The presence of a skilled SHD imager is critical to the growth and success of any high-volume SHD program. Time dedicated to appropriate synthesis of serial imaging studies, performance of high-risk intraprocedural imaging guidance to fit the needs of the operators, and correlation of post-procedural imaging with clinical factors leads to better patient outcomes. Integrated patient-centric teamwork and improved outcomes directly contribute to the “halo effect” of medicine, generating increased SHD program visibility and referrals to institutions with safer outcomes and more experienced operators. Next to every successful SHD interventional cardiologist there is a skilled interventional SHD imager, equally dedicated to exceptional patient care and experience.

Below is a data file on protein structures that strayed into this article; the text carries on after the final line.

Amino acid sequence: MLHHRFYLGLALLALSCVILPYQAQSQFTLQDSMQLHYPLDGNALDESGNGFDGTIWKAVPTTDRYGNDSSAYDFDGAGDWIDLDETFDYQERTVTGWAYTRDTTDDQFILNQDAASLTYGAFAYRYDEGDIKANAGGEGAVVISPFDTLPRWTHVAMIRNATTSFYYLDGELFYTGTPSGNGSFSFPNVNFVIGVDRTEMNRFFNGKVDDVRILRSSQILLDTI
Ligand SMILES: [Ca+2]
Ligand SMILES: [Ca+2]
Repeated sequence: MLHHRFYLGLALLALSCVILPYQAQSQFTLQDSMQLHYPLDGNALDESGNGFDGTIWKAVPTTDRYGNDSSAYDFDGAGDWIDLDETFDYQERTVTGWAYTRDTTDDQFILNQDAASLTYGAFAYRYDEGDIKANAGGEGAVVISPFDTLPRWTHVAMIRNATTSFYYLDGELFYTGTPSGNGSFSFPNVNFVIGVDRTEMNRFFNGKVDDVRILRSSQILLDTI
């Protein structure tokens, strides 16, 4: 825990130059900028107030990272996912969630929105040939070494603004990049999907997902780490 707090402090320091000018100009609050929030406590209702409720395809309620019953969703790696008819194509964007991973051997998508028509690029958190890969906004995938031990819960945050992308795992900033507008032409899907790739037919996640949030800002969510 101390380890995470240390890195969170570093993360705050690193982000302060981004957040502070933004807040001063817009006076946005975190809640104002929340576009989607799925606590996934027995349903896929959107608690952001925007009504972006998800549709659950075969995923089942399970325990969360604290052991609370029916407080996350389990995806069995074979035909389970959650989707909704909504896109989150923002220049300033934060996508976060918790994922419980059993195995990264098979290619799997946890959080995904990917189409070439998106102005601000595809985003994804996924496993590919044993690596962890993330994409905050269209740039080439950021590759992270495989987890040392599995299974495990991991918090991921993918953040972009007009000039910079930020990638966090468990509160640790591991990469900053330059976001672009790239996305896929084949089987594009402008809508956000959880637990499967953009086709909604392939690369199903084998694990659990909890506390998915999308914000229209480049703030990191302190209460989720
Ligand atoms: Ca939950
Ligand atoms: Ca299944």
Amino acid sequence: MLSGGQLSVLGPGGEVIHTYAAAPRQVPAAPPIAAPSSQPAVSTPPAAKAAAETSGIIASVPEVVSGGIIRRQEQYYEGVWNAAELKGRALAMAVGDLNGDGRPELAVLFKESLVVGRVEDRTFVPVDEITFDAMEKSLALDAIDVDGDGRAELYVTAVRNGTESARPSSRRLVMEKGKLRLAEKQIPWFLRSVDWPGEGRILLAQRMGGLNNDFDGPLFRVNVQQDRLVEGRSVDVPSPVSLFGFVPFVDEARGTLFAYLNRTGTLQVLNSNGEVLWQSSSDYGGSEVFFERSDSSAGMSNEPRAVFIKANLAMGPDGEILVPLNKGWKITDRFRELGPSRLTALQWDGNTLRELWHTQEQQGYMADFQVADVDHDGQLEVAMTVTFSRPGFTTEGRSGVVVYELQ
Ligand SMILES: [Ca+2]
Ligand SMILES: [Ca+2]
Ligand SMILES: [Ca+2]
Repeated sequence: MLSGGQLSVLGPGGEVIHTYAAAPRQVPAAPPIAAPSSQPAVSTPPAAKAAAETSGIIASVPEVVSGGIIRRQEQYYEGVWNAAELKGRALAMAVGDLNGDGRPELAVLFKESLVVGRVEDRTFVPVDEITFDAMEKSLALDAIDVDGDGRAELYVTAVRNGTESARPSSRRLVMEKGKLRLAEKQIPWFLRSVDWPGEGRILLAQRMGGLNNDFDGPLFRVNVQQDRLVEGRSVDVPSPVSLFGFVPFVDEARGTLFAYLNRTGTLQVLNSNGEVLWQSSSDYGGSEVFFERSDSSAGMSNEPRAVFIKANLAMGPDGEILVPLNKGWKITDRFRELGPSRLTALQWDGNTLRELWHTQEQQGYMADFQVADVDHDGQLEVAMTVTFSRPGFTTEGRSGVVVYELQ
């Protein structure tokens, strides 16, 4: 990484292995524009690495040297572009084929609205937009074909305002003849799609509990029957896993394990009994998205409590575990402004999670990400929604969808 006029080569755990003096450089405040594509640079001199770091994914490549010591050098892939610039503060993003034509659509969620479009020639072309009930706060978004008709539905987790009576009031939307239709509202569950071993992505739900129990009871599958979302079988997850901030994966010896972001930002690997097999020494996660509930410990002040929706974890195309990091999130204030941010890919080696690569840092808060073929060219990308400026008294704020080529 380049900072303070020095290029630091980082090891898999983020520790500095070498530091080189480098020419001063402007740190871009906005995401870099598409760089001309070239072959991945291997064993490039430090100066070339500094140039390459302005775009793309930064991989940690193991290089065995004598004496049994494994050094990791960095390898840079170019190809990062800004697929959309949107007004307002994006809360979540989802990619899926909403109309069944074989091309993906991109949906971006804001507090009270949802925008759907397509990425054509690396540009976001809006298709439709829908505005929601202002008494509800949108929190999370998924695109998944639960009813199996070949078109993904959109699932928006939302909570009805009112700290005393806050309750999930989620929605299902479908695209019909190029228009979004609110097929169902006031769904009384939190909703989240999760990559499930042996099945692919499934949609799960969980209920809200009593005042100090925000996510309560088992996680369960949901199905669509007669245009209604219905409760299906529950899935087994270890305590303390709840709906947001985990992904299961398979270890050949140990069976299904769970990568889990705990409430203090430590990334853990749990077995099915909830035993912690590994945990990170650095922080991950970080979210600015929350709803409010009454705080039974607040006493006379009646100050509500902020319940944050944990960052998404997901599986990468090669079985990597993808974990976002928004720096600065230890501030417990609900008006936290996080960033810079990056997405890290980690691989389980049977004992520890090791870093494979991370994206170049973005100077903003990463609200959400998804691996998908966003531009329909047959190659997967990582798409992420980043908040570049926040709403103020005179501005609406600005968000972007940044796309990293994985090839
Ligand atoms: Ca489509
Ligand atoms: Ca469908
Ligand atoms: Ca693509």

Please note: Dr. Wang is a consultant to Edwards Lifesciences, Boston Scientific, and Materialise. Dr. Geske is a consultant to MyoKardia, Inc. Dr. Khalique is on the Speakers Bureau for Edwards Lifesciences. Dr. Blanke is a consultant to Edwards Lifesciences, Tendyne, Neovasc, and Circle Cardiovascular Imaging. Dr. Gafoor is a consultant to Medtronic, Boston Scientific, Abbott, Philips, and Siemens. Dr. Cavalcante has research grant support from Medtronic and consultant for Medtronic and Mitralign. All other authors have reported that they have no relationships relevant to the contents of this paper to disclose.
- 2018 American College of Cardiology Foundation
- ↵Little S. Putting together a structural heart program from the imagers perspective. 2018. Available at: http://asecho.org/wordpress/wp-content/uploads/2018/01/Little-Putting-Together-a-Structural-Heart-Program-from-the-Imagers-Perspective.pdf. Accessed May 2018.
- ↵2017 MITRACLIP Physician Coding and Payment Guide. Physician Coding and Payment Guide 2017. Available at: https://www.vascular.abbott/content/dam/bss/divisionalsites/av/docs/reimbursement/AP2940721-US-Mitraclip-Physician-Coding-Payment-Guide.pdf. Accessed June 2018.